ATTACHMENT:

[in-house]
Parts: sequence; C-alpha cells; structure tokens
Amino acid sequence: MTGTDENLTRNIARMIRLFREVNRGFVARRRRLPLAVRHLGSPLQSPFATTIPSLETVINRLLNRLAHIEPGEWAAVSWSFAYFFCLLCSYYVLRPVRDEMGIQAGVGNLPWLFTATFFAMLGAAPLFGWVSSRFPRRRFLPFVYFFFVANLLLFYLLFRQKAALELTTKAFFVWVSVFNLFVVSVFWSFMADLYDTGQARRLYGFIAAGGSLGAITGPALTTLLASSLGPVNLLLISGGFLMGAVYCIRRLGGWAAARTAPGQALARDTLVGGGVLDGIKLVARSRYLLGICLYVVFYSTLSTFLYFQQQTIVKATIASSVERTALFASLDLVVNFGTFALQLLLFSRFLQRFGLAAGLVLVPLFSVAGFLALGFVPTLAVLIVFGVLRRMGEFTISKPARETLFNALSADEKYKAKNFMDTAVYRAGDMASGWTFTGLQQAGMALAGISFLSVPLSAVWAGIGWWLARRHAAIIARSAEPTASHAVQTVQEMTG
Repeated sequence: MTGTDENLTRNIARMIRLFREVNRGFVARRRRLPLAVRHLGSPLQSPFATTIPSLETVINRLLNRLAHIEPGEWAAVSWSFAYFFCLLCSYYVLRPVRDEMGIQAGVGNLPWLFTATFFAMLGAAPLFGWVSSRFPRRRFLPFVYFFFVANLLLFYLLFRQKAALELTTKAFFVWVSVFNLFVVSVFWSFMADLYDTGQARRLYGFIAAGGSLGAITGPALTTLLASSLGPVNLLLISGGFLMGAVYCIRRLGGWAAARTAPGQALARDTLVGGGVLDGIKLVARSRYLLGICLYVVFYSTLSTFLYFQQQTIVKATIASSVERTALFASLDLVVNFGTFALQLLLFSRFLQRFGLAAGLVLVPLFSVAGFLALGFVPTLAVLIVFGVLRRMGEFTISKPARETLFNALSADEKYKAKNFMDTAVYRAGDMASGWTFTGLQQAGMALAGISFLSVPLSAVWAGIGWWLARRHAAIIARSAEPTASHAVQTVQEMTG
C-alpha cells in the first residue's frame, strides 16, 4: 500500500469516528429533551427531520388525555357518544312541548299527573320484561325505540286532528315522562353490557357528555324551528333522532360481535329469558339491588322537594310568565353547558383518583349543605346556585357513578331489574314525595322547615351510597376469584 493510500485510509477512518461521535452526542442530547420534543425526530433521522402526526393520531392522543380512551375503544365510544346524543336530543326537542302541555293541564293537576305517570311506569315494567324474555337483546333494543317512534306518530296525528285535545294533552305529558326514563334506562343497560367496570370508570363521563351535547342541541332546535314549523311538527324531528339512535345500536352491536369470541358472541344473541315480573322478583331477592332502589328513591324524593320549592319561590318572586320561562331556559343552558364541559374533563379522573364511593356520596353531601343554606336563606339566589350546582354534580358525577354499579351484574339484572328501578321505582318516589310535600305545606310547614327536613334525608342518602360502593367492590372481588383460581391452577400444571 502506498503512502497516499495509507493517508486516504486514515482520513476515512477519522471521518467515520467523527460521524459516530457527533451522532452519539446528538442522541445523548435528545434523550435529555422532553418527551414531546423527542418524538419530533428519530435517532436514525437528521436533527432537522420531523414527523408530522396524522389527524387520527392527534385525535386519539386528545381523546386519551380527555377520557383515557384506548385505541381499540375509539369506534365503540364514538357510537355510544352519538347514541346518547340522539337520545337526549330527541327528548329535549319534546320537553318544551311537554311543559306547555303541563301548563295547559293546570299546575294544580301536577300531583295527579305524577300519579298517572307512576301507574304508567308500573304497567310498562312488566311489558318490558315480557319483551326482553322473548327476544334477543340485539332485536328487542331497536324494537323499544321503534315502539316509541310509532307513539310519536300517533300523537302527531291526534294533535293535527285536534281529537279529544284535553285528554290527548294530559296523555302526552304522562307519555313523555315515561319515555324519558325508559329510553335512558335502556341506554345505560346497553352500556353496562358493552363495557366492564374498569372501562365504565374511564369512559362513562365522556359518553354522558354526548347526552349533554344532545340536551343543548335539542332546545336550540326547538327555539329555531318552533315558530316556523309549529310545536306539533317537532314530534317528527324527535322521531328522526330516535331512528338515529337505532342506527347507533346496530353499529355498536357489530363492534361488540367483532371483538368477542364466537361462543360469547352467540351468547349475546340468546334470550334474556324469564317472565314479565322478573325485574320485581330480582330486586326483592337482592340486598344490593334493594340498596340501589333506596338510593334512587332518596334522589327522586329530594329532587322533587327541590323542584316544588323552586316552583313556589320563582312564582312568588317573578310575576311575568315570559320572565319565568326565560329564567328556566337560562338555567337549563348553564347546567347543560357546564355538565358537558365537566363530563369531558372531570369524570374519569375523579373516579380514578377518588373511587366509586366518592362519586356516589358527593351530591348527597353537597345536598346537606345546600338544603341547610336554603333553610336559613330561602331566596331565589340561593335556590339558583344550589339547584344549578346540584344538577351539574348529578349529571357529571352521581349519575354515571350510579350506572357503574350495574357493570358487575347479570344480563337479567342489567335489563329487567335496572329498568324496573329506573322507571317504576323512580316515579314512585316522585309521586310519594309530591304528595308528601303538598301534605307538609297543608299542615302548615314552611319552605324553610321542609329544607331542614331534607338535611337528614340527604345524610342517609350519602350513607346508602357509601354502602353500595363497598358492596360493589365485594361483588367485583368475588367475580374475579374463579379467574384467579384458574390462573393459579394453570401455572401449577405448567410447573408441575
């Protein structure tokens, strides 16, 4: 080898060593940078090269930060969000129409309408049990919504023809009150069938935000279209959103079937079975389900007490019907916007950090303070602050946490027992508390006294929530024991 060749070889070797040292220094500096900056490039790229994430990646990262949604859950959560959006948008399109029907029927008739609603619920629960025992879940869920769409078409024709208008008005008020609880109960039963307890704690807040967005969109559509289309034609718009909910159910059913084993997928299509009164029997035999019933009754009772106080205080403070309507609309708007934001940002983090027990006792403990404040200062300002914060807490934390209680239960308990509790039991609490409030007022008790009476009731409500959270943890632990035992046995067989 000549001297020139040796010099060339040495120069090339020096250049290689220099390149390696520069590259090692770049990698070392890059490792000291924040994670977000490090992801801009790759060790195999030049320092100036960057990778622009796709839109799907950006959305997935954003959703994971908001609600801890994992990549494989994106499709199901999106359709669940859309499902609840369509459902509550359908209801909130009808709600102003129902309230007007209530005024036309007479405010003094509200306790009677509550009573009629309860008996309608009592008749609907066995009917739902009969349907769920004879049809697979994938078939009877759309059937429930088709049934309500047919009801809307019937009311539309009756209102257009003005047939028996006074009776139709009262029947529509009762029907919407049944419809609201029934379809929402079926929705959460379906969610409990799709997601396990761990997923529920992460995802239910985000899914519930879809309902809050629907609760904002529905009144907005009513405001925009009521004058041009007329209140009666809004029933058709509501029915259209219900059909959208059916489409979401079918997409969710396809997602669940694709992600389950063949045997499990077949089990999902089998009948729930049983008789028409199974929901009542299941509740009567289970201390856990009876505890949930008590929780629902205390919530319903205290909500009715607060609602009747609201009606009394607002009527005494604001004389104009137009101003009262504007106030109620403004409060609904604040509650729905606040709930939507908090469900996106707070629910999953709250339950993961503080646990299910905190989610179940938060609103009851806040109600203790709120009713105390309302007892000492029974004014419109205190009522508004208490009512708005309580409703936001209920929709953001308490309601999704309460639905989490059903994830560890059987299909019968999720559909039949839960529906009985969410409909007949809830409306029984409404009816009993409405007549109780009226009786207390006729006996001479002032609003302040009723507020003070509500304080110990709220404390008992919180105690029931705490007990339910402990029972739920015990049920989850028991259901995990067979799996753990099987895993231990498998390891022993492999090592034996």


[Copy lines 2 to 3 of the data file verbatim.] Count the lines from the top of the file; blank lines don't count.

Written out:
Parts: sequence; C-alpha cells; structure tokens
Amino acid sequence: MTGTDENLTRNIARMIRLFREVNRGFVARRRRLPLAVRHLGSPLQSPFATTIPSLETVINRLLNRLAHIEPGEWAAVSWSFAYFFCLLCSYYVLRPVRDEMGIQAGVGNLPWLFTATFFAMLGAAPLFGWVSSRFPRRRFLPFVYFFFVANLLLFYLLFRQKAALELTTKAFFVWVSVFNLFVVSVFWSFMADLYDTGQARRLYGFIAAGGSLGAITGPALTTLLASSLGPVNLLLISGGFLMGAVYCIRRLGGWAAARTAPGQALARDTLVGGGVLDGIKLVARSRYLLGICLYVVFYSTLSTFLYFQQQTIVKATIASSVERTALFASLDLVVNFGTFALQLLLFSRFLQRFGLAAGLVLVPLFSVAGFLALGFVPTLAVLIVFGVLRRMGEFTISKPARETLFNALSADEKYKAKNFMDTAVYRAGDMASGWTFTGLQQAGMALAGISFLSVPLSAVWAGIGWWLARRHAAIIARSAEPTASHAVQTVQEMTG